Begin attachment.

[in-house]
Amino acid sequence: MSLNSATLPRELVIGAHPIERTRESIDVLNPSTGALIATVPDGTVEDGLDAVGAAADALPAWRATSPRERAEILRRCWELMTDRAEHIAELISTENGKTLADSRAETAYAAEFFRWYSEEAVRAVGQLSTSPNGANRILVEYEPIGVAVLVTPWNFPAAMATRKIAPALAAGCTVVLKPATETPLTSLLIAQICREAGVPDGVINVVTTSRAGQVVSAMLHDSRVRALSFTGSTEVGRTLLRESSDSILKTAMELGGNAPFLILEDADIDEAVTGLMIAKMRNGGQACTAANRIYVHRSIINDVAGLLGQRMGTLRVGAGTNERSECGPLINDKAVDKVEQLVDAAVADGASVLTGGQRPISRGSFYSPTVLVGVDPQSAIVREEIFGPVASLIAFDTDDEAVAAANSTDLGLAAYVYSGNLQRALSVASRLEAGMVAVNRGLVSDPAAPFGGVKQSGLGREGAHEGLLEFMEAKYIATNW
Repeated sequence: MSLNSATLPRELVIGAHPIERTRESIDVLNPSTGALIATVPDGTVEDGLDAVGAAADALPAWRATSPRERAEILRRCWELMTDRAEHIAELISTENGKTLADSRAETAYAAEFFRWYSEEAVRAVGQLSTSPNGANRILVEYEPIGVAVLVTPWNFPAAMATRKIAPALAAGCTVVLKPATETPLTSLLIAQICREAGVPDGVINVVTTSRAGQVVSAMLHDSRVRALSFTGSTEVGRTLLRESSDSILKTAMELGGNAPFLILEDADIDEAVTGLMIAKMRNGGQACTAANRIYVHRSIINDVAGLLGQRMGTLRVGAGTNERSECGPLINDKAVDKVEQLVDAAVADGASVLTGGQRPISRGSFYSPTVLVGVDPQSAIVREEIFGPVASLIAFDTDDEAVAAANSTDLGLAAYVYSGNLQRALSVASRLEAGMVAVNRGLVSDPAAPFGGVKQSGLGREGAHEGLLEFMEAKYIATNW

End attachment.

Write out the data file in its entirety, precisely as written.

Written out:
[in-house]
Amino acid sequence: MSLNSATLPRELVIGAHPIERTRESIDVLNPSTGALIATVPDGTVEDGLDAVGAAADALPAWRATSPRERAEILRRCWELMTDRAEHIAELISTENGKTLADSRAETAYAAEFFRWYSEEAVRAVGQLSTSPNGANRILVEYEPIGVAVLVTPWNFPAAMATRKIAPALAAGCTVVLKPATETPLTSLLIAQICREAGVPDGVINVVTTSRAGQVVSAMLHDSRVRALSFTGSTEVGRTLLRESSDSILKTAMELGGNAPFLILEDADIDEAVTGLMIAKMRNGGQACTAANRIYVHRSIINDVAGLLGQRMGTLRVGAGTNERSECGPLINDKAVDKVEQLVDAAVADGASVLTGGQRPISRGSFYSPTVLVGVDPQSAIVREEIFGPVASLIAFDTDDEAVAAANSTDLGLAAYVYSGNLQRALSVASRLEAGMVAVNRGLVSDPAAPFGGVKQSGLGREGAHEGLLEFMEAKYIATNW
Repeated sequence: MSLNSATLPRELVIGAHPIERTRESIDVLNPSTGALIATVPDGTVEDGLDAVGAAADALPAWRATSPRERAEILRRCWELMTDRAEHIAELISTENGKTLADSRAETAYAAEFFRWYSEEAVRAVGQLSTSPNGANRILVEYEPIGVAVLVTPWNFPAAMATRKIAPALAAGCTVVLKPATETPLTSLLIAQICREAGVPDGVINVVTTSRAGQVVSAMLHDSRVRALSFTGSTEVGRTLLRESSDSILKTAMELGGNAPFLILEDADIDEAVTGLMIAKMRNGGQACTAANRIYVHRSIINDVAGLLGQRMGTLRVGAGTNERSECGPLINDKAVDKVEQLVDAAVADGASVLTGGQRPISRGSFYSPTVLVGVDPQSAIVREEIFGPVASLIAFDTDDEAVAAANSTDLGLAAYVYSGNLQRALSVASRLEAGMVAVNRGLVSDPAAPFGGVKQSGLGREGAHEGLLEFMEAKYIATNW